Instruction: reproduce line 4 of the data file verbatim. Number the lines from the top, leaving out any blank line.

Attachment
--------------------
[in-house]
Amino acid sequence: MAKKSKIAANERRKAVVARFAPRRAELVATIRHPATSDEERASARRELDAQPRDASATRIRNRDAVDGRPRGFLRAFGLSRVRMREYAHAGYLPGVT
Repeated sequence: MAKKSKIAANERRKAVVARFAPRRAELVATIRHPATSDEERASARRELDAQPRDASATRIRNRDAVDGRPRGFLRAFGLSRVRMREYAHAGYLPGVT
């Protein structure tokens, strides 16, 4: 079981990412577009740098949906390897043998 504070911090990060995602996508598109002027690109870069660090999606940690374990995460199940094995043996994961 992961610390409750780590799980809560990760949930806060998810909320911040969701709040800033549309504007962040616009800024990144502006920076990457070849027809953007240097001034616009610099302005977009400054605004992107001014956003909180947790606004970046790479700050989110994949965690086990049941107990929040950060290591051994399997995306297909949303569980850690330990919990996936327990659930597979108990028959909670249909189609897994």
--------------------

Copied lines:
């Protein structure tokens, strides 16, 4: 079981990412577009740098949906390897043998 504070911090990060995602996508598109002027690109870069660090999606940690374990995460199940094995043996994961 992961610390409750780590799980809560990760949930806060998810909320911040969701709040800033549309504007962040616009800024990144502006920076990457070849027809953007240097001034616009610099302005977009400054605004992107001014956003909180947790606004970046790479700050989110994949965690086990049941107990929040950060290591051994399997995306297909949303569980850690330990919990996936327990659930597979108990028959909670249909189609897994």